Cigar culture as a whole has evolved over the years to form its own identity. A band of brothers (and sisters) bonding over a practice that may very well be over a millennia old.1 This culture is overwhelmingly inclusive. Cigar enthusiasts around the world gather at the cigar shop to discuss a myriad of things. Enthusiasts of all (legal) ages are welcome. All backgrounds are represented. All cultures, both genders, every political ideology is represented. We discuss our favorite cigars. Our favorite shape, style, and body. Flavor profiles and limited editions are bantered about and traded. Various countrymen sit shoulder to shoulder. Doctors sit next to bus boys. All are equal here.
And there’s a wonder about that. Throughout history different cultures, clubs, and interest groups have argued with each other. Countries have gone to war over less than is discussed openly at the local cigar shop. Civility, so often lost in society, seems to take hold on a small group of enthusiasts that praise the flavor profiles of tobacco for specific regions and give accolades to super star tobacco blenders who combine them all.
In a world so set upon discovering what makes us all different and pitting brother against brother our small community seems to focus on what we all have common. A love for cigars. A love for a recreational past time that transcends all of our idiosyncrasies. The cigar shop is a place where we celebrate our differences. Where we appreciate viewpoints that are not our own. Where discussion takes form and ideas are exchanged all without hostility. The world outside may be filled with small arguments but inside the cigar shop we discuss politics and religion without indecent. Almost seemingly, out of an appreciation for each other, knowing where the line drawn is.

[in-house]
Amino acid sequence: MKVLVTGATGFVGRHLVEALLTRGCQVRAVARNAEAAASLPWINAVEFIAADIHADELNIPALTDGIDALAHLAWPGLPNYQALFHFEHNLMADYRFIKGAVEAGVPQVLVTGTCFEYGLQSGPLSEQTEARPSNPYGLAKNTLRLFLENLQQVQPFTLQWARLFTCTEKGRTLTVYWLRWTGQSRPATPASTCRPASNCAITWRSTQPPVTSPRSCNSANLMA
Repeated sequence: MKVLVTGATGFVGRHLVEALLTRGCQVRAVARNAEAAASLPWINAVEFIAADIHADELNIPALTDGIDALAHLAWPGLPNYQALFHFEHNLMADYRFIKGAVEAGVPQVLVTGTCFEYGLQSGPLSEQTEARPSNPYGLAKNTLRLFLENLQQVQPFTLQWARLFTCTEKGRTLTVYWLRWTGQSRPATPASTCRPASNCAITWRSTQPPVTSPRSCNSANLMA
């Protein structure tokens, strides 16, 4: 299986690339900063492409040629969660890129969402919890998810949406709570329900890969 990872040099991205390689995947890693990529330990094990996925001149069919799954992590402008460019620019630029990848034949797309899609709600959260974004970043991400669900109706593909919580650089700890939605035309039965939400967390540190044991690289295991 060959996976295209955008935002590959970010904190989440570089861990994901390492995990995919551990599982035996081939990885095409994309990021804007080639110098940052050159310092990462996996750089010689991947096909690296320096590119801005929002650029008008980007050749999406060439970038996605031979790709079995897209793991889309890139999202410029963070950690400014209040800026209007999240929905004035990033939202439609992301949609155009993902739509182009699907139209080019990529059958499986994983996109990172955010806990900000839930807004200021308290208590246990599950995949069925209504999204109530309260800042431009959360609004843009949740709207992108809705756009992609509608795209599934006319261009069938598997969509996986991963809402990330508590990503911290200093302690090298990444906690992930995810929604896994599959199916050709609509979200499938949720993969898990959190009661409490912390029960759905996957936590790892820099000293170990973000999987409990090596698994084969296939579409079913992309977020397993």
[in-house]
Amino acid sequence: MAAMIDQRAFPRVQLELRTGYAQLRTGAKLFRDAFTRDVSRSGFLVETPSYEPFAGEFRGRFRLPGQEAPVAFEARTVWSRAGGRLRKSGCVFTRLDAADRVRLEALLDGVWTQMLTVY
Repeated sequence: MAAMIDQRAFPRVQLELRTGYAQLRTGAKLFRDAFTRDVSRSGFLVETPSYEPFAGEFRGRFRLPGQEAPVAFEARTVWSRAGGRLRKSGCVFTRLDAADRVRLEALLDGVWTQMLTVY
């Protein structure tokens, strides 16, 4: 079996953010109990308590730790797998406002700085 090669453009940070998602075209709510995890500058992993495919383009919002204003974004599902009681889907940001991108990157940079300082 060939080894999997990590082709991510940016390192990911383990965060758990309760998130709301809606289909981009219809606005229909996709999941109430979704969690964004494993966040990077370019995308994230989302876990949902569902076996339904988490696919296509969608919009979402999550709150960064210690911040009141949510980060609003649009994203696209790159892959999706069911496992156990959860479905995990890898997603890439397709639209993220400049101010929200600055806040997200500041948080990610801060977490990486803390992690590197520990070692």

What makes the cigar community even greater is our ability and willingness to self-police. Every community has their ne’er-do-wells. Our community is no different. But brothers of the leaf (and sisters) seem to have an inherent intolerance for those who would threaten the peace. While we appreciate and defend a free flow of ideas we recognize the limitations of openly allowing derisive speech meant to demean members of our community. A cigar shop does not tolerate supremacy. It celebrates individuality. Those who would demean others to build up themselves? They get removed one way or another.
It’s About the Community
I have seen American Northerners and Southerners treat each other like brothers. I have seen Dallas Cowboys fans and New York Giants fans peacefully discuss prospects for the coming season. That’s a major American Football rivalry for any of the European readers who might be lost. I’ve seen political parties reach out to each other from both sides of the table. And, of course, I’ve seen all manner of victories, anniversaries, and accolades celebrated by the lighting of a cigar. Friendships formed from the trading of cigars. Bad days made better from one friend gifting a cigar to another.
It’s honestly a wonder that so much good comes out of people bonding over a handful of leaves tightly wrapped around one another. You go to a cigar shop to find a dedication to an age-old craft. Artisans perfecting their techniques and pouring their love of the craft into their brands. Years and decades of lineages across continents and soils providing flavor profiles that no one thought possible at a level of quality that used to be only reserved for literal royalty. And now we are all Kings and Queens. Perhaps, on occasion, we are even the court jester.